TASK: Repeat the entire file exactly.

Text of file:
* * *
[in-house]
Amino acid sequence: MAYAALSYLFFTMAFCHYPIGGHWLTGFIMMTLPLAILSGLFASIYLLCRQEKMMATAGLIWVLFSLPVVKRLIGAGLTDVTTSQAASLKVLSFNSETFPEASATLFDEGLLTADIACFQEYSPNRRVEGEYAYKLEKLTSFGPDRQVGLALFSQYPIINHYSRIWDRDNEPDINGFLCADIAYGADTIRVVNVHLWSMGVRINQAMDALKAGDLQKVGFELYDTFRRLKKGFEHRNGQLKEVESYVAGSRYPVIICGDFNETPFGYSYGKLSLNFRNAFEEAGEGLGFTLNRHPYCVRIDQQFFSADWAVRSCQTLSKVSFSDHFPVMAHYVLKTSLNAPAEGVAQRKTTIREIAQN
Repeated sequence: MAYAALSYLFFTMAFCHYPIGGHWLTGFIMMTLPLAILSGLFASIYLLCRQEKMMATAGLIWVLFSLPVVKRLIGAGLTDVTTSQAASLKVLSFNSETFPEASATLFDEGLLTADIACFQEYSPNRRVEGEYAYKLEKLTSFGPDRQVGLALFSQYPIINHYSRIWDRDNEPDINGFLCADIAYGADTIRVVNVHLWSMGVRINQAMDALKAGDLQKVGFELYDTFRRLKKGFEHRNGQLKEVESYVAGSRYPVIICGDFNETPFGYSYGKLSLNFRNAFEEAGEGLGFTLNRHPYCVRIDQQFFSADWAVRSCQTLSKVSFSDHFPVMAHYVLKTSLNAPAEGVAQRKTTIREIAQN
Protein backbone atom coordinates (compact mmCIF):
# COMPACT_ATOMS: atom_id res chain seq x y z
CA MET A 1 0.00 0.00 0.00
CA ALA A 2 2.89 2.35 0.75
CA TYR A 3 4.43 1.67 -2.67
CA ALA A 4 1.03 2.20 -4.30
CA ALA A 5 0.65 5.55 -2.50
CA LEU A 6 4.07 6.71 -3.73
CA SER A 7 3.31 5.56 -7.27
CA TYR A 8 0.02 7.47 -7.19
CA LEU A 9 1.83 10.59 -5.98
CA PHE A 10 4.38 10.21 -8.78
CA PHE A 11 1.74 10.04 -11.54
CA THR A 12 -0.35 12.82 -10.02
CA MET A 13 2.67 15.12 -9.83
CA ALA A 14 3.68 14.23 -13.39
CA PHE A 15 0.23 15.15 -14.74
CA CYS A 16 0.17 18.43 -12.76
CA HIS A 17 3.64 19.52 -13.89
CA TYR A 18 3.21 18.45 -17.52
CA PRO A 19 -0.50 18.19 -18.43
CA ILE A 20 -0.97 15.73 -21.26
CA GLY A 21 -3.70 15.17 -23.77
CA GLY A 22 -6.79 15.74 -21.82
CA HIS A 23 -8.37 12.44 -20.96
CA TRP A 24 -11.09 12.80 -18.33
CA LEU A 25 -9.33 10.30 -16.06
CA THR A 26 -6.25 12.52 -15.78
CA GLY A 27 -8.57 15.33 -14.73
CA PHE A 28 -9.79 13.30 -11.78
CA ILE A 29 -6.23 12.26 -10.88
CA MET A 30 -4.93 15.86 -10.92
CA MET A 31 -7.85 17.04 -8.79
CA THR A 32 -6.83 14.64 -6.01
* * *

[in-house]
Amino acid sequence: MAYAALSYLFFTMAFCHYPIGGHWLTGFIMMTLPLAILSGLFASIYLLCRQEKMMATAGLIWVLFSLPVVKRLIGAGLTDVTTSQAASLKVLSFNSETFPEASATLFDEGLLTADIACFQEYSPNRRVEGEYAYKLEKLTSFGPDRQVGLALFSQYPIINHYSRIWDRDNEPDINGFLCADIAYGADTIRVVNVHLWSMGVRINQAMDALKAGDLQKVGFELYDTFRRLKKGFEHRNGQLKEVESYVAGSRYPVIICGDFNETPFGYSYGKLSLNFRNAFEEAGEGLGFTLNRHPYCVRIDQQFFSADWAVRSCQTLSKVSFSDHFPVMAHYVLKTSLNAPAEGVAQRKTTIREIAQN
Repeated sequence: MAYAALSYLFFTMAFCHYPIGGHWLTGFIMMTLPLAILSGLFASIYLLCRQEKMMATAGLIWVLFSLPVVKRLIGAGLTDVTTSQAASLKVLSFNSETFPEASATLFDEGLLTADIACFQEYSPNRRVEGEYAYKLEKLTSFGPDRQVGLALFSQYPIINHYSRIWDRDNEPDINGFLCADIAYGADTIRVVNVHLWSMGVRINQAMDALKAGDLQKVGFELYDTFRRLKKGFEHRNGQLKEVESYVAGSRYPVIICGDFNETPFGYSYGKLSLNFRNAFEEAGEGLGFTLNRHPYCVRIDQQFFSADWAVRSCQTLSKVSFSDHFPVMAHYVLKTSLNAPAEGVAQRKTTIREIAQN
Protein backbone atom coordinates (compact mmCIF):
# COMPACT_ATOMS: atom_id res chain seq x y z
CA MET A 1 0.00 0.00 0.00
CA ALA A 2 2.89 2.35 0.75
CA TYR A 3 4.43 1.67 -2.67
CA ALA A 4 1.03 2.20 -4.30
CA ALA A 5 0.65 5.55 -2.50
CA LEU A 6 4.07 6.71 -3.73
CA SER A 7 3.31 5.56 -7.27
CA TYR A 8 0.02 7.47 -7.19
CA LEU A 9 1.83 10.59 -5.98
CA PHE A 10 4.38 10.21 -8.78
CA PHE A 11 1.74 10.04 -11.54
CA THR A 12 -0.35 12.82 -10.02
CA MET A 13 2.67 15.12 -9.83
CA ALA A 14 3.68 14.23 -13.39
CA PHE A 15 0.23 15.15 -14.74
CA CYS A 16 0.17 18.43 -12.76
CA HIS A 17 3.64 19.52 -13.89
CA TYR A 18 3.21 18.45 -17.52
CA PRO A 19 -0.50 18.19 -18.43
CA ILE A 20 -0.97 15.73 -21.26
CA GLY A 21 -3.70 15.17 -23.77
CA GLY A 22 -6.79 15.74 -21.82
CA HIS A 23 -8.37 12.44 -20.96
CA TRP A 24 -11.09 12.80 -18.33
CA LEU A 25 -9.33 10.30 -16.06
CA THR A 26 -6.25 12.52 -15.78
CA GLY A 27 -8.57 15.33 -14.73
CA PHE A 28 -9.79 13.30 -11.78
CA ILE A 29 -6.23 12.26 -10.88
CA MET A 30 -4.93 15.86 -10.92
CA MET A 31 -7.85 17.04 -8.79
CA THR A 32 -6.83 14.64 -6.01